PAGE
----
Hemlock, by the way, is also the method of murder-or-mercy-killing-I-can't-quite-decide-which/suicide in Robin and Marion, a very good film that happened to be on telly the other week, Sean Connery and Audrey Hepburn at their best.

The reading of the death of Socrates acts as a combination of foreshadowing and clue, and heightens the sense of tragedy around Amyas' (and Caroline's) death - since we feel for Socrates and his undeserved death, we feel for them too. A sense of tragedy is something that's often missing from Agatha Christie, and it's refreshing and really interesting to see it employed here, in this case that revolves around a wrongful execution.

(By the way, did everyone see Doctor Who this week - 'Vincent and the Doctor'? Very good, I wept buckets...)


  1. I've probably read this... but I get them (the Poirot cases) so muddled together I can't remember!

    My memory of Socrates is the famous "Je ne sais qu'une chose, et c'est que je ne sais rien." ("I only know that I know nothing"? I studied in French so I don't know the English translation...

    On a side-note... did you see my latest post on World Oceans Day? Care to participate in the Blog-A-Thon? It would be interesting to have a "classical" view on the oceans...


  2. OK, confession time... I do know that Socrates said 'All I know is that I know nothing' (or words to that effect - in Greek!) but, er, I know that because they said so in Bill and Ted's Excelent Adventure. Ahem. My Socrates knowledge is not what it should be. But I think they were right! (All we are is dust in the wind dude...)

    World Oceans blog post hasn't shown up in my Google Reader yet, will check it out tomorrow! Will have a think - depends if I can find something suitable (and how much time I have between waitressing and conference papers)

  3. I haven't seen any of these in years, but David Suchet is an absolutely brilliant Poirot. In fact, I would go so far as to say that his Poirot is the equivalent of Jeremy Brett's Holmes. They always played a little fast and loose with the source material, though, keeping Hastings around and eventually letting Miss Lemon get much more involved in cases.

    I'm not sure about the exact wording of Socrates' claim, but I do know that it was connected with the Delphic oracle's statement that Socrates was the wisest man in Athens. This was proof of his wisdom. The cock for Asklepios could have been an outstanding debt or he may have vowed it if his death was painless. Or it might be connected in some way with the fact that the person being executed had to pay for the hemlock himself (the alternative being a rather nasty combination of crucifixion and strangulation). Socrates was lucky that he had rich friends who could afford it; the stuff wasn't cheap.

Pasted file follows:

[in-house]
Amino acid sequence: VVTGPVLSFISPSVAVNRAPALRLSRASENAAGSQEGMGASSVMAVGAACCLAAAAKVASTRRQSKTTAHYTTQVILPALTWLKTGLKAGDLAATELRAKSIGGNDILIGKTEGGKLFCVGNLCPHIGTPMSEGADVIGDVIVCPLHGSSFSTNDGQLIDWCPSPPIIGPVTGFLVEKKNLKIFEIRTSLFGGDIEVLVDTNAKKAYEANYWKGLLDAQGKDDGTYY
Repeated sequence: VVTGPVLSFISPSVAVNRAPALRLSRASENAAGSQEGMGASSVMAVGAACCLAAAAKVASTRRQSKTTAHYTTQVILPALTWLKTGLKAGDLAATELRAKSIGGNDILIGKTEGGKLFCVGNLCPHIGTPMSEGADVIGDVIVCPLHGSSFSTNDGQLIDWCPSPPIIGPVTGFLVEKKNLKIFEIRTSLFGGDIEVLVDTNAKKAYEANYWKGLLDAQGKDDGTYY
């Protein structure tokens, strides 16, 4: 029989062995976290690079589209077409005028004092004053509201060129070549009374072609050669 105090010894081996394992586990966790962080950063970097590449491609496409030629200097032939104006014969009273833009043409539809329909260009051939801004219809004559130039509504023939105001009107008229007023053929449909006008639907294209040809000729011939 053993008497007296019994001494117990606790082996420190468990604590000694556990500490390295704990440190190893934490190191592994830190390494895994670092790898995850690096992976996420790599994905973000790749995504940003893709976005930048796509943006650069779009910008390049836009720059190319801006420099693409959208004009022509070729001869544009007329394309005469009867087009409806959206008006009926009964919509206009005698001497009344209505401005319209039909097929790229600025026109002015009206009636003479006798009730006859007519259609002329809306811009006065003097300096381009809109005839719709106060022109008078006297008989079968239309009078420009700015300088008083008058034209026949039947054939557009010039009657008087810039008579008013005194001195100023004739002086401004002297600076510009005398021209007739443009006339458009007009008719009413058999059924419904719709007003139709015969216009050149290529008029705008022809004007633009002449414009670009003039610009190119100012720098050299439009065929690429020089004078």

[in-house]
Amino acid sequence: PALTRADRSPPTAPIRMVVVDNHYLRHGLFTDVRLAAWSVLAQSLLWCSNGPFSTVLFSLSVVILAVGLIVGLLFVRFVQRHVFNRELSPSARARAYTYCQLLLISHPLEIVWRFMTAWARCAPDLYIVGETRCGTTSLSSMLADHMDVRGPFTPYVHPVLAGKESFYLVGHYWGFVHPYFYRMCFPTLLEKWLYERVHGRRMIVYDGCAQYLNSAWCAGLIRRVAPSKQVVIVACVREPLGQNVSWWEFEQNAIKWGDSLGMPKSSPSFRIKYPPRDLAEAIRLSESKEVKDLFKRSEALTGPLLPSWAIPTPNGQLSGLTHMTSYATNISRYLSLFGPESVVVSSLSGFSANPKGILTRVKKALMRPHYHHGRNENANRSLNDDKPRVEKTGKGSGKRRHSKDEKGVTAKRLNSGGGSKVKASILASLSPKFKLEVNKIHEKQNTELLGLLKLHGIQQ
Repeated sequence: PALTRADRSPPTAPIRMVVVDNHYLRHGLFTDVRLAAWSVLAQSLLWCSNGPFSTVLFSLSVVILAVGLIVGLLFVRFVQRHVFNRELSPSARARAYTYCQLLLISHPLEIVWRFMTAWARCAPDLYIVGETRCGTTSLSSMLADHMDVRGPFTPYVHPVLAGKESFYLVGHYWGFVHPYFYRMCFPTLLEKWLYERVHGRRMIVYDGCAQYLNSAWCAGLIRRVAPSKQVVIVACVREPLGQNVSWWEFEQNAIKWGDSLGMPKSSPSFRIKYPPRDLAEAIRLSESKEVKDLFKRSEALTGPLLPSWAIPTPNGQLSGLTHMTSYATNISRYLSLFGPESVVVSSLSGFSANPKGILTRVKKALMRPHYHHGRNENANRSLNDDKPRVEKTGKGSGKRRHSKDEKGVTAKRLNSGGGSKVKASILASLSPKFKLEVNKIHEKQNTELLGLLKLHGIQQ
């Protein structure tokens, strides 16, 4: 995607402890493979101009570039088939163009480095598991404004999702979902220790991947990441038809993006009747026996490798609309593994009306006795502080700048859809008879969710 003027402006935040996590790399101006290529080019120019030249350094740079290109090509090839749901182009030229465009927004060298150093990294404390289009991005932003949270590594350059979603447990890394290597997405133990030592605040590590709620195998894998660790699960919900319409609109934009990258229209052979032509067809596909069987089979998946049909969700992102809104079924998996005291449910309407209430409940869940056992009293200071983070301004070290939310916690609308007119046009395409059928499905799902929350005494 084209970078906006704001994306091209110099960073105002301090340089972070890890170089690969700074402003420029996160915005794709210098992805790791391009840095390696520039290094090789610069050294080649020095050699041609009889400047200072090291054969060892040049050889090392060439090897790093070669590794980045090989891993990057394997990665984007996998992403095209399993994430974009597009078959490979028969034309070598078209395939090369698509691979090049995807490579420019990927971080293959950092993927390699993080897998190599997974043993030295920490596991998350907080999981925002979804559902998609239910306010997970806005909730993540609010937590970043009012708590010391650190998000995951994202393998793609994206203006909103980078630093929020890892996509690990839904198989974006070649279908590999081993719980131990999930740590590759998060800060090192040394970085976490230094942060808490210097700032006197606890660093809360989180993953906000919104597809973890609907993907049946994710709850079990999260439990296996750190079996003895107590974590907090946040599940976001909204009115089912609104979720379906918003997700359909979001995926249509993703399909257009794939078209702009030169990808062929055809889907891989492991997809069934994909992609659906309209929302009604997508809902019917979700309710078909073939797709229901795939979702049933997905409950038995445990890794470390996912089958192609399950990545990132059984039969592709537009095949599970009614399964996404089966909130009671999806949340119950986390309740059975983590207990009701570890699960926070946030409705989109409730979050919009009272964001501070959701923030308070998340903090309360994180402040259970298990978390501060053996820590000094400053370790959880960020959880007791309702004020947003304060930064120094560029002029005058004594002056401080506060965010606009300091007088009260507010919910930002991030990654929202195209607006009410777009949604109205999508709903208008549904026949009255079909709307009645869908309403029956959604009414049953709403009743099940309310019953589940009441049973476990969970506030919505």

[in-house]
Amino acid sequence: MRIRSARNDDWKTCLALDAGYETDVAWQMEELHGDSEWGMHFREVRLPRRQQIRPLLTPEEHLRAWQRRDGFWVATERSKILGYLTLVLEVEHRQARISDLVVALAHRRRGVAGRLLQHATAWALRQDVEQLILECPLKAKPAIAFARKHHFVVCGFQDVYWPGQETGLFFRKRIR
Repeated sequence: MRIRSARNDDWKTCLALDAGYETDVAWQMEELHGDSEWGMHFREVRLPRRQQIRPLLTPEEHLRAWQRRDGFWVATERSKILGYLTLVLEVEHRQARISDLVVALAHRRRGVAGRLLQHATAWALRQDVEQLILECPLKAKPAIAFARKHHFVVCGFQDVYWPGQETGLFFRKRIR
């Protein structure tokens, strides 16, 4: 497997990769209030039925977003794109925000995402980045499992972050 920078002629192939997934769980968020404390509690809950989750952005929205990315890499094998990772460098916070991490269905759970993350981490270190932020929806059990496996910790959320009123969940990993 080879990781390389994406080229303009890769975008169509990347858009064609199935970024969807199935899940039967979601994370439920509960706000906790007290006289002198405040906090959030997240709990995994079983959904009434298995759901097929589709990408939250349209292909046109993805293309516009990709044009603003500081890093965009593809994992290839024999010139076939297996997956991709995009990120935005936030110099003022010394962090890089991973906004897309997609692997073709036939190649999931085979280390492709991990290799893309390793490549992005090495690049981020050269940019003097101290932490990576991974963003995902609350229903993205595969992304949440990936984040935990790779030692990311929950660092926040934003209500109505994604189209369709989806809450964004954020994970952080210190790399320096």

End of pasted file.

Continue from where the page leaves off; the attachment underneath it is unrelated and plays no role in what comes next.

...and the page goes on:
4. I've always thought this is one of the best Christie books. That image of the dying painter seen by his friends but unable to call out is repeated in the book, through the various witness accounts. This is emphasised by his continuing to paint until the last moments, and the fact that he not only knew he was dying but knew who had poisoned him. This reverberates even stronger in the descriptions of the vibrancy of the painting and its subject. I think Socrates was added on by the production, though.
    The sense of tragedy is strongly felt there in the book, and in the other cold case type book she has: Elephants Can Remember. Maybe she felt she could focus on that aspect only given enough perspective and distance from the events. That's another recommended book, by the way, although not as strong as Five Little Pigs.

  5. I must read the book, I haven't read many but I do like her writing! I'm very fond of Sleeping Murder, the last Marple and also a cold case book - in that case I think I prefer the book to both TV adaptations as well!

  6. Oh, Sleeping Murder is another of my favorites. Absolutely. I must have seen some production as a child, because when I read it I had the weirdest sense of deja vu with her rediscovering the house, especially the wallpaper. And in that book that has a weird amplifying effect.
    I've read most if not all Christie books, and I usually find the books better than the adaptations.